for the corporation’s administrative offices and a new alternative school
for students removed from other classes. Michigan City resident James A.
Kelley pleads guilty to causing death while operating while intoxicated, in
connection with the crash in May 2003 which killed Porter resident and
Portage Police dispatcher Tracey Hall.
John Swanson, former deputy director of the Northeastern Illinois Planning
Commission, is hired as executive director of the Northwestern Indiana
Regional Planning Commission to replace James Ranfranz, who resigned in
January. Lakeshore Festival and Events Inc. (LFE) disinvites Munchkins Jerry
Maren and Karl Slover from the 2004 Wizard of Oz Festival after a contract
dispute with their agent, Ralph Zellem. The LFE Board of Directors rejects
the application of Neighbors Opposing NIPSCO’s Odorization Station for a
float in the Oz Parade and a booth at the festival.
Liberty Township resident and CHS student Robert Kendall, 17, dies after
being struck by a pickup truck while riding his bicycle at the intersection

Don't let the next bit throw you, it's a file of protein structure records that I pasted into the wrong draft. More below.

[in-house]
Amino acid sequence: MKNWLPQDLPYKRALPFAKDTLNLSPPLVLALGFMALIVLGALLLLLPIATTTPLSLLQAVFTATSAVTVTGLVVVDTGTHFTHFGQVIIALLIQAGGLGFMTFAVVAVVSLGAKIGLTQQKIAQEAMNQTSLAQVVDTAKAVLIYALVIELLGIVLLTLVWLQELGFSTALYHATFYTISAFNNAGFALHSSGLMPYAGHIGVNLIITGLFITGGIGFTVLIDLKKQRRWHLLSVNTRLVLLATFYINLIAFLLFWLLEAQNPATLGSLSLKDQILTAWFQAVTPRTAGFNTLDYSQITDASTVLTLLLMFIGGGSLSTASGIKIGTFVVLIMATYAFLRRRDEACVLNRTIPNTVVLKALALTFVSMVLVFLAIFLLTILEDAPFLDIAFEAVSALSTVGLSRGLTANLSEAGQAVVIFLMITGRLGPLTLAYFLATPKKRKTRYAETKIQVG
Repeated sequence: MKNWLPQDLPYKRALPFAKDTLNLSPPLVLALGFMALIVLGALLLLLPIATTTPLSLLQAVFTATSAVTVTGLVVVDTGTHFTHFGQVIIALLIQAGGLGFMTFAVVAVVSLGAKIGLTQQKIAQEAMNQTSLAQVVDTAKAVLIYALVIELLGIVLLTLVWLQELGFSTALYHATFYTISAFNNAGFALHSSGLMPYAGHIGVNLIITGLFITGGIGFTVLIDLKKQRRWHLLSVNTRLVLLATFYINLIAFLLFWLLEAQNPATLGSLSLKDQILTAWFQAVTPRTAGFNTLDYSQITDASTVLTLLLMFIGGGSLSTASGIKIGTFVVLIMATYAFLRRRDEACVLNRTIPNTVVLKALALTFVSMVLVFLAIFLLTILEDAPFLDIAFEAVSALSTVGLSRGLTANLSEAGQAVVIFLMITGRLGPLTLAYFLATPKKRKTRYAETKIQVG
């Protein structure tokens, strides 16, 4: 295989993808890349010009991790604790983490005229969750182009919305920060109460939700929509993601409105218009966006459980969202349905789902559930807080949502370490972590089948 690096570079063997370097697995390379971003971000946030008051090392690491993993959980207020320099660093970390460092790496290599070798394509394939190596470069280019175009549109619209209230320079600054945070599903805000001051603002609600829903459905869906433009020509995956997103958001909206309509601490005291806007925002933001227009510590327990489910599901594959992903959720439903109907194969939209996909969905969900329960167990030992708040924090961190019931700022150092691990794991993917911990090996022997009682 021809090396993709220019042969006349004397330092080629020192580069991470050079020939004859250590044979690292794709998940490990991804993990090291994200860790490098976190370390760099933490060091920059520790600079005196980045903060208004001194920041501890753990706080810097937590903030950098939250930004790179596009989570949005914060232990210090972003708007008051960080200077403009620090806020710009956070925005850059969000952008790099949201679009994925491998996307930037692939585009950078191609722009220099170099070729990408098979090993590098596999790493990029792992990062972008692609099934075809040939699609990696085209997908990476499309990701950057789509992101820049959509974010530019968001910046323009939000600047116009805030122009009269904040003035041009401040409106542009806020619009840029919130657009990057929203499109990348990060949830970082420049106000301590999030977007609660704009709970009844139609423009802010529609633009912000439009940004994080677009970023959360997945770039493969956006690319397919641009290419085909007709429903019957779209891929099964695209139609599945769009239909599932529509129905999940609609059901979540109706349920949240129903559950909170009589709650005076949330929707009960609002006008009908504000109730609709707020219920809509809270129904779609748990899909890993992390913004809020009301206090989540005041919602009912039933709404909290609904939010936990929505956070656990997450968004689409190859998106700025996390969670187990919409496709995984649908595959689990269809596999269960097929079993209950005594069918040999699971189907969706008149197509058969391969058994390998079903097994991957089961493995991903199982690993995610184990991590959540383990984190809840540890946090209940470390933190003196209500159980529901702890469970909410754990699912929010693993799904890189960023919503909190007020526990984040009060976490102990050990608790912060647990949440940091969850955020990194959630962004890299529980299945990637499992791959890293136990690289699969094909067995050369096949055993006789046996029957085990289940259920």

of U.S. Highway 6 and Ind. 149 in Liberty Township. The Chesterton Town
Council unanimously votes to make the intersection of 11th Street and C.R.
1050N a four-way stop. The first-day enrollment of the Duneland School
Corporation jumps by 61.
Daniel Gavito resigns from the Porter hospital board. The ninth annual Taste
of Porter is held in Hawthorne Park, at which Sigrid Anderson is named
Porter Citizen of the Year. The Porter County Council votes 6-1 to grant
across-the-board raises of $4,258 to Porter County Sheriff’s Police
A semi tractor-tanker overturns on U.S. Highway 20 in Porter and spills
10,000 pounds of hot liquid tar, but the rapid response of firefighters and